Among the most sought-after and complicated effects are liquid simulations. To do it right, it takes power – from both code and processors. Luckily, those items are no longer in short supply.
Thus, we’ve found a number of examples of liquid effects that are out of this world. Some look eerily realistic, while others are more reminiscent of a sci-fi fantasy. Let’s take a look:
The Blob Comes Alive
This rippling, liquid mass is mesmerizing to look at. But when you find out that it’s also interactive, it becomes even more impressive. The blob rotates along with your cursor, giving this WebGL-powered snippet the appearance of being a sphere that’s floating out in space.
Sorry, I Prefer a Shiny Blob
Staying with the spherical theme, this example demonstrates a more well-formed liquid. And, even though we don’t see things like this floating around (well, not on Earth, anyway) the shiny texture and blue color project a realistic look. The checkered pattern within the liquid also helps here, as it gives off a swimming-pool vibe.
Wiggly, Jiggly Button
A Drop in the Button
There is a lot of talk about microinteractions these days. Those little details can do wonders for the user experience. Take this humble radio button. When clicking it, you get more than just a plain old dot in the middle. In this instance, the button uses a neat animation to make it look as though a drop of liquid has filled in your choice. It’s simple, quick and effective.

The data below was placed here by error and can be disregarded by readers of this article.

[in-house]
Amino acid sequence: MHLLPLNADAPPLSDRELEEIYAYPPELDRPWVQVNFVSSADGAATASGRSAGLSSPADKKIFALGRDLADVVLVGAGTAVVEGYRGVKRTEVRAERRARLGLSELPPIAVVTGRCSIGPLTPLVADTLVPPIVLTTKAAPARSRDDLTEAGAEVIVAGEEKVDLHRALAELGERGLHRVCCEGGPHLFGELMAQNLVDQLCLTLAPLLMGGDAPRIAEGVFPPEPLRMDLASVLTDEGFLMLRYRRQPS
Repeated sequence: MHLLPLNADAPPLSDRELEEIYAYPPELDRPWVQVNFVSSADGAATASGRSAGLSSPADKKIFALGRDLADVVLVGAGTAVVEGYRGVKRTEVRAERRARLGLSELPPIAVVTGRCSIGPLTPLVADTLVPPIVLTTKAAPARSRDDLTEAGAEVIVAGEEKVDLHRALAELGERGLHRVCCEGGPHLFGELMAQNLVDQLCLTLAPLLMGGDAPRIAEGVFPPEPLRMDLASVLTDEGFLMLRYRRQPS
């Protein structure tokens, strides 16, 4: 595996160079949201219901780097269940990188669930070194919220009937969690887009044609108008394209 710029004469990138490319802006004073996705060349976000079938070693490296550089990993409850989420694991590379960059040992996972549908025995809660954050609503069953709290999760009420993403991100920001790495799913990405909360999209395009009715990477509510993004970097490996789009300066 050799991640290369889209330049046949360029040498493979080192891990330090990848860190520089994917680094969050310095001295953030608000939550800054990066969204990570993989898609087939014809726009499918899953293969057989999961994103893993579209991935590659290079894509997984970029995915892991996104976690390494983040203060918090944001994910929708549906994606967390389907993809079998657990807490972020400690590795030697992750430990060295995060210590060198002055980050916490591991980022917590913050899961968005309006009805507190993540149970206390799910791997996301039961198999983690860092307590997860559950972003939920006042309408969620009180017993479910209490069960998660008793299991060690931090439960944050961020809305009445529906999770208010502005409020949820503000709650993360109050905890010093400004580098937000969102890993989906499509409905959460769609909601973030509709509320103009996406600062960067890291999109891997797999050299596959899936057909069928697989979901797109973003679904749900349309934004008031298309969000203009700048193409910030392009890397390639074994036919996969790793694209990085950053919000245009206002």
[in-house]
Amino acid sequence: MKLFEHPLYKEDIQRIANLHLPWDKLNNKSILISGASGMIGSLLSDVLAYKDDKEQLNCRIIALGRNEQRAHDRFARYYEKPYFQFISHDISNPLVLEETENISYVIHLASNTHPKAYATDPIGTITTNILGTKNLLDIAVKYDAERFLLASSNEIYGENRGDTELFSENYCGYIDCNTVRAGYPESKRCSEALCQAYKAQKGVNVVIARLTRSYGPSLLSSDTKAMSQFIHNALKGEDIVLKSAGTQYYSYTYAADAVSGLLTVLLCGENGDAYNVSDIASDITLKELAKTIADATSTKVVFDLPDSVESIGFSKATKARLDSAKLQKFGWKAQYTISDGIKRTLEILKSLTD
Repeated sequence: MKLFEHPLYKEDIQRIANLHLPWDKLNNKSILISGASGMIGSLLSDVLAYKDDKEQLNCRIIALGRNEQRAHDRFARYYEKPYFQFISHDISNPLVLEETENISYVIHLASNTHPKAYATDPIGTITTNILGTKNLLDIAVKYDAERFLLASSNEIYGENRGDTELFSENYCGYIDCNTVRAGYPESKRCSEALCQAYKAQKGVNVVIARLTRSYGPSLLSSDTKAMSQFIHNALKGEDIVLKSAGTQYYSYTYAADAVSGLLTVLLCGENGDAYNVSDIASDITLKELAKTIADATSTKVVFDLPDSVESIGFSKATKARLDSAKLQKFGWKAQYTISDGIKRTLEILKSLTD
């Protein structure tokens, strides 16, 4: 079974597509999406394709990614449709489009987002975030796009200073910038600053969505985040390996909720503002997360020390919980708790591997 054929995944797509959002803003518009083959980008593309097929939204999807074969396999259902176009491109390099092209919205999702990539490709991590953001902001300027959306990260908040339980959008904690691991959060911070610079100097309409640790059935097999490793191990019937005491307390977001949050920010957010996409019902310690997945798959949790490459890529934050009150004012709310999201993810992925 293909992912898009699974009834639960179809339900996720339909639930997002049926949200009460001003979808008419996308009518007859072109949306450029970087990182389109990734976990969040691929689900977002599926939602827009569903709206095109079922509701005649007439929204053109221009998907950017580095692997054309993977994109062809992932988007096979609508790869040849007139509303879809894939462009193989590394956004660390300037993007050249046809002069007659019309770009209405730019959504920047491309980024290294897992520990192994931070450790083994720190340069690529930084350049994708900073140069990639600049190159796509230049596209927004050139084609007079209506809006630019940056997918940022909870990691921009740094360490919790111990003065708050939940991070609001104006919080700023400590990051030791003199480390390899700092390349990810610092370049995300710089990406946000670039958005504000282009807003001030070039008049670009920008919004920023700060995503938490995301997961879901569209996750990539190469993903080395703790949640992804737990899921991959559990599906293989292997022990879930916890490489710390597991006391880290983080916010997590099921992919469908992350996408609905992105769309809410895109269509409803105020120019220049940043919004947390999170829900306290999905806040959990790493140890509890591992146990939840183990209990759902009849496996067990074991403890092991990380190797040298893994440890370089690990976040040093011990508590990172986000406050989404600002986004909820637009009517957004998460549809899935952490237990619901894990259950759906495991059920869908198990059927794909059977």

Juice Me Up
Inspired by an Android charging animation, this snippet offers gentle waves and a generous helping of bubbles. Using the slider, you can raise or lower the fill level. Toggle switches let you change the color and the type of bubbles you want to see.
Creature of the Deep
This example is multifaceted, as it offers several viewing angles. It starts off in a purple fog, with a rippling blue mass underneath. Then, it zooms in, revealing tall, shifting gobs of slime. If that isn’t enough to keep your interest, the settings are also easily tweaked. This Three.js creation makes for a great scuba diving simulator – if you’re diving on another planet, that is.
Morphing Liquid Rainbow Experience
Pour Out Some Amazing Effects
It used to be that even attempting a liquid simulation was a questionable choice. The effects weren’t all that great and most users didn’t have enough horsepower to view them, anyway. That’s all changed in recent years.
You no longer need to rely on resource-hogging browser plugins to create something realistic. In fact, the solutions we have at our disposal are cross-browser and relatively lightweight. That gives you the freedom to experiment and let those liquid effects spill into your projects.
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